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Front. Public Health, 25 September 2020
Sec. Health Economics
This article is part of the Research Topic Managing Chronic GvHD in the Era of Personalized Medicine View all 8 articles

Evaluation of the Cost of Survivorship Care After Allogeneic Hematopoeitic Stem Cell Transplantation–An Analysis of 2 German Transplantation Centers

\nDaniel Wolff
Daniel Wolff1*Jelena BardakJelena Bardak1Matthias EdingerMatthias Edinger1Ursula Klinger-SchindlerUrsula Klinger-Schindler2Ernst HollerErnst Holler1Anita LawitschkaAnita Lawitschka3Helene SchoemansHelene Schoemans4Wolfgang HerrWolfgang Herr1Nikolaus KrgerNikolaus Kröger5Francis Ayuk AyuketangFrancis Ayuk Ayuketang5
  • 1Department of Internal Medicine III, University Hospital Regensburg, Regensburg, Germany
  • 2Management Consulting for Clinic and Medizinisches Versorgungszentrum (MVZ), Berlin, Germany
  • 3St. Anna Children's Hospital, Stem Cell Transplantation (SCT)-Outpatient and Aftercare Clinic, Medical University Vienna and Children's Cancer Research Institute, Vienna, Austria
  • 4Department of Hematology, University Hospitals Leuven, KU Leuven, Leuven, Belgium
  • 5Department of Stem Cell Transplantation, University Hospital Hamburg-Eppendorf, Hamburg, Germany

The aim of the presented study was to analyze the care expenditure for outpatients after allogeneic hematopoietic stem cell transplantation (alloHSCT) done in accordance with the national, European guidelines and the German Social Law. We performed an analysis of the National and European survivorship care guidelines and in parallel recorded the time expenditure and staff costs separated according to different occupational groups involved in outpatient care at two German transplantation centers [University Hospital Regensburg (UKR) and University Hospital Hamburg-Eppendorf (UKE)]. In addition, we performed a comparison of real costs vs. reimbursed costs according to the standard rating benchmark catalog (EBM), which was supplemented by a survey of German transplantation centers. The results showed that the staff costs are only covered by the EBM for patients without complications during long-term follow-up care—notably, this accounts for 15% of alloHSCT patients. Staff costs for patients requiring treatment of graft-vs.-host disease or relapse of the malignant underlying malignancy exceed to the factor 6.5 (UKR) to 12 (UKE) of the EBM revenue, caused both by the increased duration and frequency of the outpatient visits. As a result of the survey at German transplant centers, 15 out of 18 responding centers reported a lack of cost coverage for follow-up care. Two/15 centers reported that survivorship care is limited to a restricted time, independent of patient's needs, due to a lack of cost reimbursement. The results show that alloHSCT survivorship care of patients requires significant staff resources, which are not covered by the current version of the German EBM catalog. New approaches to finance labor intensive after care of transplant patients are required.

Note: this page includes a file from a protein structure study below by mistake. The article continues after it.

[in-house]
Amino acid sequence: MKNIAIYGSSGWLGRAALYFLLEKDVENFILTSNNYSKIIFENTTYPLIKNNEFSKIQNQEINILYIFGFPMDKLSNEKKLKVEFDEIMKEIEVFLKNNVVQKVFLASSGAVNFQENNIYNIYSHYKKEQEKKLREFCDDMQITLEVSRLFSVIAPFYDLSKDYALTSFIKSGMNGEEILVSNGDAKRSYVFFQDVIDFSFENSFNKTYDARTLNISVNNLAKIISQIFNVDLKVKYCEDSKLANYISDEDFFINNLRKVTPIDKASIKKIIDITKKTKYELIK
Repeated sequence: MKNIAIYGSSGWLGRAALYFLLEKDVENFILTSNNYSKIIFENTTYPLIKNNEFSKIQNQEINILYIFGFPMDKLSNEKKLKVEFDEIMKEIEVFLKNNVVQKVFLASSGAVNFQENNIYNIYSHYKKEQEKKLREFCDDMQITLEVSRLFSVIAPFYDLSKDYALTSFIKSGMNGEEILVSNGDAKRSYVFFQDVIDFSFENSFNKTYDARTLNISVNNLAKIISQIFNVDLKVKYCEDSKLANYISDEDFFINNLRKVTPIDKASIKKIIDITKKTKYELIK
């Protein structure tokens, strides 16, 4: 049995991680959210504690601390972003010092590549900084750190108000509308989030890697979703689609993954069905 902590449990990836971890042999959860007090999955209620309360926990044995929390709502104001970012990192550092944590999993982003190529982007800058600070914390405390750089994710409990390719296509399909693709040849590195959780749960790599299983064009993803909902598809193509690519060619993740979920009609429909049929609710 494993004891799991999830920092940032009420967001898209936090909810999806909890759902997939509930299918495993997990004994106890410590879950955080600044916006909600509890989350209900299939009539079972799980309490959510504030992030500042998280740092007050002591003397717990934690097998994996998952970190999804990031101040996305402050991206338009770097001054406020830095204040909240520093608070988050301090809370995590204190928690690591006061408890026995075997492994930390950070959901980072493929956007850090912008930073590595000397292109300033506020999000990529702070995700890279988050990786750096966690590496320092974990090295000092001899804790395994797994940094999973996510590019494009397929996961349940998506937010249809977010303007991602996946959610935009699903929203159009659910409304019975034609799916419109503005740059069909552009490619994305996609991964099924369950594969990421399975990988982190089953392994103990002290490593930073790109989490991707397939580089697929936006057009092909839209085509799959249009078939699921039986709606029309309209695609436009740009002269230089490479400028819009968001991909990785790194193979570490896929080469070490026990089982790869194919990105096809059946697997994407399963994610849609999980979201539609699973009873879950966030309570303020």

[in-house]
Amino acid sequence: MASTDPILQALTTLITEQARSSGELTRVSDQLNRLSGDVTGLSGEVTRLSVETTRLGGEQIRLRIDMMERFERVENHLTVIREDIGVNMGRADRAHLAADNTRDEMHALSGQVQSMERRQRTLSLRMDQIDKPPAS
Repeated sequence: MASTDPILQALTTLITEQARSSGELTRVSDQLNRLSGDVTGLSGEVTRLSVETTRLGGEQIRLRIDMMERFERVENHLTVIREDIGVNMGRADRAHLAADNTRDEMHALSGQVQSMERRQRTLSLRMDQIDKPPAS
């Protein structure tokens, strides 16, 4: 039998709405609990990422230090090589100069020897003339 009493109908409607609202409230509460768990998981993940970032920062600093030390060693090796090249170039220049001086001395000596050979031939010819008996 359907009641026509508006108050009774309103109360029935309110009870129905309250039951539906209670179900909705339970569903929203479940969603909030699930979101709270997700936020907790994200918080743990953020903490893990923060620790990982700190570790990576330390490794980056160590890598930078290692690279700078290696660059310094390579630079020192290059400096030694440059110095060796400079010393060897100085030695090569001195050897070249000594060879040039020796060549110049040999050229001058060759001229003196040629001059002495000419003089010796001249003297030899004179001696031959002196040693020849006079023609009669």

The lifelong survivorship care of patients after allogeneic haematopoietic stem cell transplantation (alloHSCT) is becoming increasingly important due to the rising number of long-term survivors. AlloHSCT survivorship care requires a special expertise due to transplantation-specific long-term complications such as Graft-vs.-Host disease (GvHD) (1) as outlined by the German social law, the JACIE guidelines (JACIE: Joined Accreditation Committee of the International Society for Stem Cell Transplantation (ISCT) for the accreditation of transplantation centers), and national and European guidelines (2, 3). In particular, an intensified survivorship care that is individually adapted to the patient is indispensable in order to maintain the patients' quality of life despite multimorbidity, also due to aging transplant patients with increased morbidity as advocated by both the Institute of Medicine and the NIH Late effects initiative (4, 5). Moreover, an multicenter analysis performed at transplant centers in the United States revealed an improved long-term survival of transplant survivors when dedicated survivorship care was available (6). However, the resulting increase in the personnel costs, mainly within an outpatient setting, requires adequate re-compensation. In Germany, financial coverage of outpatient services is currently ensured by the standard rating benchmark catalog (EBM). While the EBM was designed for the remuneration of specialist outpatient services and is based on a mixed calculation and consecutive quarterly flat rates, it has so far not been adapted to the distinct circumstances of specialized university hospital outpatient clinics, which potentially leads to a significant underfinancing and consecutive restriction of services in the aftercare of transplant patients. In the present research project we analyzed the institutional care expenditure required to provide survivorship care according to the German and European guidelines and compared the results to the current version of the EBM catalog and developed subsequent suggestions to resolve the identified discrepancies.


We performed a comparative analysis of the time effort of the survivorship care after alloHSCT (2, 3) at two outpatient departments of the University Hospital Regensburg (UKR) and the University Hospital Hamburg—Eppendorf (UKE) in order to account for center-specific differences. At the time of the analysis, both centers had a current JACIE certification and thus carried out survivorship care in accordance with German and European alloHSCT guidelines. During each 2-weeks period, data of 100 patients (50 patients per hospital) were collected during regular outpatient visits. The data collection was carried out by a direct work time recording of the three different occupational groups directly involved in patients individual care such as physicians, physician assistants and nurses. Additionally, a survey on the organizational structure of alloHSCT survivorship care was completed.